If you haven’t already, now is the time to check to see if you can benefit from the Transferable Married Allowance (TMA).
As you can only make an election for the TMA to apply up to four years after the end of the tax year to which it relates, the current 2019/20 tax year is the last time that you will be able to backdate any claim needed to 2015/16 when this allowance was introduced.
So what is the Transferable Married Allowance?
The TMA is the ability for one spouse to transfer 10% of their personal allowance (PA) to the other. In its simplest form, it allows a couple to save income tax where one of them may not have fully utilised their personal allowance – perhaps because they only work part time on low income. Although it was originally intended to be restricted to those who have unused personal allowances, it is available for anyone who is a basic rate taxpayer to transfer 10% of their PA to their spouse. This is particularly useful where other allowances can be used such as the dividend or savings allowances, have foreign tax credit available or have restricted finance reliefs available from let residential property income.
To qualify, the following must apply:
- Both of you must have been born on or after 6 April 1935;
- You must be married or in civil partnership for the whole or part of the year;
- Neither of you should pay income tax at rates above the basic rate of tax (remember you can extend your basic rate band with Gift Aid donations or pension contributions)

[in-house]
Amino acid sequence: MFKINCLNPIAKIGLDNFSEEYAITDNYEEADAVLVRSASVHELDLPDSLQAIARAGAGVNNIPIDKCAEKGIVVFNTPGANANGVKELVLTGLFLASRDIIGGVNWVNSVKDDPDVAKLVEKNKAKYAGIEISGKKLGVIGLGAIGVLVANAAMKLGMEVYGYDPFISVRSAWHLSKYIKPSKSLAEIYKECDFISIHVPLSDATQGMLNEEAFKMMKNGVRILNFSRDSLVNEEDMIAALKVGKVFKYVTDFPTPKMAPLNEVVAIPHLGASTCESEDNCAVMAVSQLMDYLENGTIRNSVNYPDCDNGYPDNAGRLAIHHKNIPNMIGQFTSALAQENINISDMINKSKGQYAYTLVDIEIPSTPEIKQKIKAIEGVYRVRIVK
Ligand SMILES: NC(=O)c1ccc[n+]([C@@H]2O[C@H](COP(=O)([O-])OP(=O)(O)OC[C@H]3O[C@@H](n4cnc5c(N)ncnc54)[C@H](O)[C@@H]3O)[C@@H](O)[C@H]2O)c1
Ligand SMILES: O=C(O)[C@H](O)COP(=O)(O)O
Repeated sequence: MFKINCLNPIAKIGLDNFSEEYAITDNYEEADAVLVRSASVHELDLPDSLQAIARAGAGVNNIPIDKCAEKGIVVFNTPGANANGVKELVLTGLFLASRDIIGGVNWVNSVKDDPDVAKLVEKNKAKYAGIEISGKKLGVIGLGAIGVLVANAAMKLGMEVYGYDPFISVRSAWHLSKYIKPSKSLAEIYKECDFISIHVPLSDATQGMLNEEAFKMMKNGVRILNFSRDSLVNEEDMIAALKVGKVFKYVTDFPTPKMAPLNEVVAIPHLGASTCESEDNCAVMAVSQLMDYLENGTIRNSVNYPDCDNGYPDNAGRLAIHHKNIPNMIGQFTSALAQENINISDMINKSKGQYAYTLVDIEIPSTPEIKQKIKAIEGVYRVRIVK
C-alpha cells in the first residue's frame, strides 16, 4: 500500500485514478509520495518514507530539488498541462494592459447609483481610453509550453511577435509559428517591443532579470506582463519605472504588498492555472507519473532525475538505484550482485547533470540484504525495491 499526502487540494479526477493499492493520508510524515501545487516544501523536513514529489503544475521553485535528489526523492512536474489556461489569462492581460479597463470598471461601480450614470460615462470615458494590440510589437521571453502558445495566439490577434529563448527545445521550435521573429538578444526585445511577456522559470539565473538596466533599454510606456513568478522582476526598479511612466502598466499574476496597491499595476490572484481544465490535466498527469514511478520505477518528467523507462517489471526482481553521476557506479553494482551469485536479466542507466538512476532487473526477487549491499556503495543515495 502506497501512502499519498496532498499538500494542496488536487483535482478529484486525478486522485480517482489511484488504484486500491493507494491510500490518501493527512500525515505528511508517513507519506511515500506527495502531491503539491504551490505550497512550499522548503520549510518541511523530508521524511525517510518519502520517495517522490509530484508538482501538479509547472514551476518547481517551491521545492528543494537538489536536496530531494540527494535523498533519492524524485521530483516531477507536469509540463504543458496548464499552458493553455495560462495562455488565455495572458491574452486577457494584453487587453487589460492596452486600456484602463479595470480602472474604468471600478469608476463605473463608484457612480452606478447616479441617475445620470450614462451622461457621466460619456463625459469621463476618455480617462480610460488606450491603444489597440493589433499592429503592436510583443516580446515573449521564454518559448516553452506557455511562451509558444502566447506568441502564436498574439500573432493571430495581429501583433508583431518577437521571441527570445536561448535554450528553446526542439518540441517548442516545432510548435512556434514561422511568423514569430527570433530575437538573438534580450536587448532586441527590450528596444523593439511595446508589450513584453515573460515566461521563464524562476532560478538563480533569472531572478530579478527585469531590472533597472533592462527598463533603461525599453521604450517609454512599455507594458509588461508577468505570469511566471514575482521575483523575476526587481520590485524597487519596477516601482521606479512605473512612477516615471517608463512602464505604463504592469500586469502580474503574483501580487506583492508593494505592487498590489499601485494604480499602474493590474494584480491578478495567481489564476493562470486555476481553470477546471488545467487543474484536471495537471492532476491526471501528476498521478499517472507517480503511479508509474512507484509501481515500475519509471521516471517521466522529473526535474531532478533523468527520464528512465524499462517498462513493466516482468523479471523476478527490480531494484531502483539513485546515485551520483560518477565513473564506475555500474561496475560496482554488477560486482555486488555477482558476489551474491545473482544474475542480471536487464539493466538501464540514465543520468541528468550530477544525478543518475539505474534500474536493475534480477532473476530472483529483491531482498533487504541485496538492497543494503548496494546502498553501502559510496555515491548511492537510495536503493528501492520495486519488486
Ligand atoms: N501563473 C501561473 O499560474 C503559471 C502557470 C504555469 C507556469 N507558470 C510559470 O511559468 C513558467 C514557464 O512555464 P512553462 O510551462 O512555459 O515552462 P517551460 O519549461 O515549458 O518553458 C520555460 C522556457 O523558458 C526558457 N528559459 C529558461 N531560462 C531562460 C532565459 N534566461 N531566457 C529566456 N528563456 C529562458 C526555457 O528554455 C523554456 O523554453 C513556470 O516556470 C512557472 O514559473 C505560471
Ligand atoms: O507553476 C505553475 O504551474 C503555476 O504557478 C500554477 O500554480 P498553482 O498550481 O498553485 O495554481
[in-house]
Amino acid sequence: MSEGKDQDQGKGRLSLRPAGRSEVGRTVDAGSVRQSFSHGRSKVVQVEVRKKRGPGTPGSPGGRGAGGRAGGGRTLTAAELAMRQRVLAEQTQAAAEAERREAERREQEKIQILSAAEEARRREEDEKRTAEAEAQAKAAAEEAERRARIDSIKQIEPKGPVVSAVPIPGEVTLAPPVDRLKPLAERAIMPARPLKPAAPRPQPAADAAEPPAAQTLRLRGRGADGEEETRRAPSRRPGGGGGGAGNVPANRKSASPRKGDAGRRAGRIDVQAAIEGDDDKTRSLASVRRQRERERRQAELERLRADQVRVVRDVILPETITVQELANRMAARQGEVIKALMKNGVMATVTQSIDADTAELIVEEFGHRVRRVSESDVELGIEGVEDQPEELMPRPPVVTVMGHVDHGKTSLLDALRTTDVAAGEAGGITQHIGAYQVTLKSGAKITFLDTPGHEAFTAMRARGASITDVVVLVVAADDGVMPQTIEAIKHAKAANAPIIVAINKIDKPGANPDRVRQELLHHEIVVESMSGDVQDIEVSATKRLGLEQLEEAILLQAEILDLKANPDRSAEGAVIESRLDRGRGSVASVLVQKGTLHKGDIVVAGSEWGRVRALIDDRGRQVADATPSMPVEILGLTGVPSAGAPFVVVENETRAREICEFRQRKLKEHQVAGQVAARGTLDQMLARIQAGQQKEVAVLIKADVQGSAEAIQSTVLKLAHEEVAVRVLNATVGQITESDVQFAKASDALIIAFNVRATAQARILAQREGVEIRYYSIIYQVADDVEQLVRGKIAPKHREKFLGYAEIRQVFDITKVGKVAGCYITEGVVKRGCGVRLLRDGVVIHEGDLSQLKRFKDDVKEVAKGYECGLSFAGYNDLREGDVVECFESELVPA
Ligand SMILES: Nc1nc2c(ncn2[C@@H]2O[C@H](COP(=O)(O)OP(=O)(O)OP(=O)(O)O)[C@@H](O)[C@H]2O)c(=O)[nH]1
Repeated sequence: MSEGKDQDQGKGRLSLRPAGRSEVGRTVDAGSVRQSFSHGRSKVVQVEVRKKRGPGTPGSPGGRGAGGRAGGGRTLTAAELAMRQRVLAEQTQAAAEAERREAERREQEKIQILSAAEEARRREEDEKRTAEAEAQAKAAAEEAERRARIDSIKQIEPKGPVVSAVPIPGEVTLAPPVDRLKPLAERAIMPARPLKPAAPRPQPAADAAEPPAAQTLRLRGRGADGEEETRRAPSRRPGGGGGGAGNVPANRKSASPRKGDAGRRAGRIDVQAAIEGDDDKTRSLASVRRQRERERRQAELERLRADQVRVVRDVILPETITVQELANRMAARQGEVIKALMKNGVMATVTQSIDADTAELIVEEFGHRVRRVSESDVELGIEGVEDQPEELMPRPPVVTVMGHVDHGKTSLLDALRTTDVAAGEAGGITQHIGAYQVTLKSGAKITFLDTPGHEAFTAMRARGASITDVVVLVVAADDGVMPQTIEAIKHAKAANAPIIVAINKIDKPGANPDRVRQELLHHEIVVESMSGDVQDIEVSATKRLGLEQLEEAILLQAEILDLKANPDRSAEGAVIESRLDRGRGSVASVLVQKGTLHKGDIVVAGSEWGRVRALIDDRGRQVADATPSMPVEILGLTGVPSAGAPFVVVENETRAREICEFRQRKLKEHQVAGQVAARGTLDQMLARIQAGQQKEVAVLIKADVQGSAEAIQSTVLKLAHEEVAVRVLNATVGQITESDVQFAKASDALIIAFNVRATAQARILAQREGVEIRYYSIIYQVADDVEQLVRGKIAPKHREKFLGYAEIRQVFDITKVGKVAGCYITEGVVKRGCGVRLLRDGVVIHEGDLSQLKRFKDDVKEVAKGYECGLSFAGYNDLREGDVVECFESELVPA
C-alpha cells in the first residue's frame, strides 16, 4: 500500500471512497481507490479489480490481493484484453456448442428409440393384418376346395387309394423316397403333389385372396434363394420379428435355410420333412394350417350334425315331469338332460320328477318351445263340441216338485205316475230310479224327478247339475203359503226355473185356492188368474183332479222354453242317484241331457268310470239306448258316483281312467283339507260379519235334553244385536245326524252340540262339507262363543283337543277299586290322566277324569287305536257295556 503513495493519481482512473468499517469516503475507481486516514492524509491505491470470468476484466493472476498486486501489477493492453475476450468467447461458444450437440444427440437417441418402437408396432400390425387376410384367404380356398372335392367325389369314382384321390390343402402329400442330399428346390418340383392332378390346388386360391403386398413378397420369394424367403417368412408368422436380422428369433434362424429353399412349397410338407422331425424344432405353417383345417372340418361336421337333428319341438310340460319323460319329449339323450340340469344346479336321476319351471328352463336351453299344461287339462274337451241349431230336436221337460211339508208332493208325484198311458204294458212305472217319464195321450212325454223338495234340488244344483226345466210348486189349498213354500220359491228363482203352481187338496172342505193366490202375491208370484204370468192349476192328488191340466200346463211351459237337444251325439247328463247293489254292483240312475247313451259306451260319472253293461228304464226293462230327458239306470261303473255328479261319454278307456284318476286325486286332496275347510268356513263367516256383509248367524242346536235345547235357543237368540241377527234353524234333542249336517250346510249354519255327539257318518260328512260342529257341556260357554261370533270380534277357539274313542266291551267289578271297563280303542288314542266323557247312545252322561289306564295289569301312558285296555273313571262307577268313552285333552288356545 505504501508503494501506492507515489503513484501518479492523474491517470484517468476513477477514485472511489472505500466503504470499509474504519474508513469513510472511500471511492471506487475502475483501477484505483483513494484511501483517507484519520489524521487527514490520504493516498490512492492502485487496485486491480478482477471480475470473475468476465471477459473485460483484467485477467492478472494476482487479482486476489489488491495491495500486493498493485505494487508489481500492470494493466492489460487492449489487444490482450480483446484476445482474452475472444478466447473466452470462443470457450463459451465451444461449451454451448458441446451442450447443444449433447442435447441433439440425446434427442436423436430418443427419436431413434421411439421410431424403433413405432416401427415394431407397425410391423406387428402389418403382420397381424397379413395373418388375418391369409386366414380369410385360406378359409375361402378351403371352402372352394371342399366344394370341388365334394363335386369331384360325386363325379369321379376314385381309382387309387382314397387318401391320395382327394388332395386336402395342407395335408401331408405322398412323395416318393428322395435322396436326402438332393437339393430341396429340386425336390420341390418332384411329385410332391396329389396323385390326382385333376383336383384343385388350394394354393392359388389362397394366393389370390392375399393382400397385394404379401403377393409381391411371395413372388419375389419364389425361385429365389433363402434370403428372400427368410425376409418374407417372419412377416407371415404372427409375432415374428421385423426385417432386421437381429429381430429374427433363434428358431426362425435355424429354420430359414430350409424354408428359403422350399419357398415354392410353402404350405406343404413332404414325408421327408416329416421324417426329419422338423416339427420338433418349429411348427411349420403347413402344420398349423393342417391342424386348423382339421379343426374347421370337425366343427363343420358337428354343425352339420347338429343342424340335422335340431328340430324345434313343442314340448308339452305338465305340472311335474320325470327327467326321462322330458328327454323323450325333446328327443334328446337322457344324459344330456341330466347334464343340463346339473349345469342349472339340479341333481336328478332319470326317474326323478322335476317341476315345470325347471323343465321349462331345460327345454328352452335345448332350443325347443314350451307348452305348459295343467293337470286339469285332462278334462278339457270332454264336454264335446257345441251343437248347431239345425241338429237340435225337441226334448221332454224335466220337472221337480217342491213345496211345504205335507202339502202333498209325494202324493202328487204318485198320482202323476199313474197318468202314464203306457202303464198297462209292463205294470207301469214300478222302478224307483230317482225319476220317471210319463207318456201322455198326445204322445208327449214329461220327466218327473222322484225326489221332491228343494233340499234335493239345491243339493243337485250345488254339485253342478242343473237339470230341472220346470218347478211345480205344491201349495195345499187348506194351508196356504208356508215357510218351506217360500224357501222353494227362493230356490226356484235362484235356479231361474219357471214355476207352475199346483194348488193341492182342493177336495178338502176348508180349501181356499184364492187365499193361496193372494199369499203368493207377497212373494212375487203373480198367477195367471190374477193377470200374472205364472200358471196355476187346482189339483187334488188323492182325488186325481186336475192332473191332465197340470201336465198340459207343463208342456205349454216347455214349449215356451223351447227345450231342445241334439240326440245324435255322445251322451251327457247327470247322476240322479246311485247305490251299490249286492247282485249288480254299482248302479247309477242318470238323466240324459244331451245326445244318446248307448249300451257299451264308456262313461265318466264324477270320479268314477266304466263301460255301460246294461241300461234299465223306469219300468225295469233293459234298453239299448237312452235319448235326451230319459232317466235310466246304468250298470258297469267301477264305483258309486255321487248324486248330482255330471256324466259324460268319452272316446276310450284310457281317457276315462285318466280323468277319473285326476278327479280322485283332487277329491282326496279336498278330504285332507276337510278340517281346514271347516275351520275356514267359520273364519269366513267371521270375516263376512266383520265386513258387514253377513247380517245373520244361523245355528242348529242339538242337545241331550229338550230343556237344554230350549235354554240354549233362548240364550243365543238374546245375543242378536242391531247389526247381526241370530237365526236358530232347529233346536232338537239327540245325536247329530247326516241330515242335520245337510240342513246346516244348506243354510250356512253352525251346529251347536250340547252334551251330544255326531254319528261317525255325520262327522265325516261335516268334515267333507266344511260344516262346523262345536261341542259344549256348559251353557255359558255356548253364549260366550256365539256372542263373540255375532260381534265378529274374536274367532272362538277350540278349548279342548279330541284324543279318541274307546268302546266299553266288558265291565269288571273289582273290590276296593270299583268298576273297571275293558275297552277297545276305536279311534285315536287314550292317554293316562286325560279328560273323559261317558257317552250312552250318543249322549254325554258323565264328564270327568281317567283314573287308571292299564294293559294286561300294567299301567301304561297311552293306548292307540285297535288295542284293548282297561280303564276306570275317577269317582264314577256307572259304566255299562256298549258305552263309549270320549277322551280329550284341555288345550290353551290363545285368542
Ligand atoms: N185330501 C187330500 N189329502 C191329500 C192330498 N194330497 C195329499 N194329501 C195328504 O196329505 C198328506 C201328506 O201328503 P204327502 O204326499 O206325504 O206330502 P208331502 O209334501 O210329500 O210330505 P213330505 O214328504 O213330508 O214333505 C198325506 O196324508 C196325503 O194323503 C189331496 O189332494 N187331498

- The allowance must be gifted from the donor – it cannot be claimed solely by the recipient
How much is it worth?
The TMA relief is limited to the basic rate tax of 20% of the amount of allowance transferred (Scottish taxpayers have their own rates). As the actual savings are also applicable to your personal circumstances, the amount saved will vary from person to person, but the maximum savings are: 2015/16 £212; 2016/17 £220; 2017/18 £230; 2018/19 £238 and £250 for the current 2019/20 tax year, which may lead to a healthy refund if you qualify but have not claimed before. Remember that after the end of this tax year, you will only be able to backdate a claim to 2016/17. (Usually, if both spouses pay income tax at 20% and their affairs are straightforward, there is often no benefit and therefore no need to claim)
Where do I claim?
There are several ways to apply to gift the Transferable Married Allowance to your spouse. You can apply through your Personal Tax Account (if you have set one up with HMRC), apply online, through your Self-Assessment Tax Return (should you file one) or by calling HMRC direct. If your spouse as recipient is under PAYE, they will receive an additional allowance in their PAYE code, or if under Self-Assessment, as a credit to their Self-Assessment Account.
Once a claim has been made, it will remain in force until either withdrawn by the donor, either the donor or recipient cease to qualify (most commonly if they stray into the 40% tax bracket) or if the marriage or civil partnership comes to an end. Non-residency and death can also cause issues although executors / personal representatives can also make claims on behalf of the deceased. If you find you have stopped qualifying for some reason, you can reapply once you re-qualify. Alternatively, you could merely wait until after each tax year has ended and decide then whether or not it is possible to make a solitary retrospective election each year in isolation.
Whilst not a major tax saving, this relief is gradually improving as the Personal Allowances increase and if you have not claimed before, there may be a nice income tax refund that could be claimed. Just don’t leave it too late as after April 2020 you will not be able to claim the TMA for 2015/16.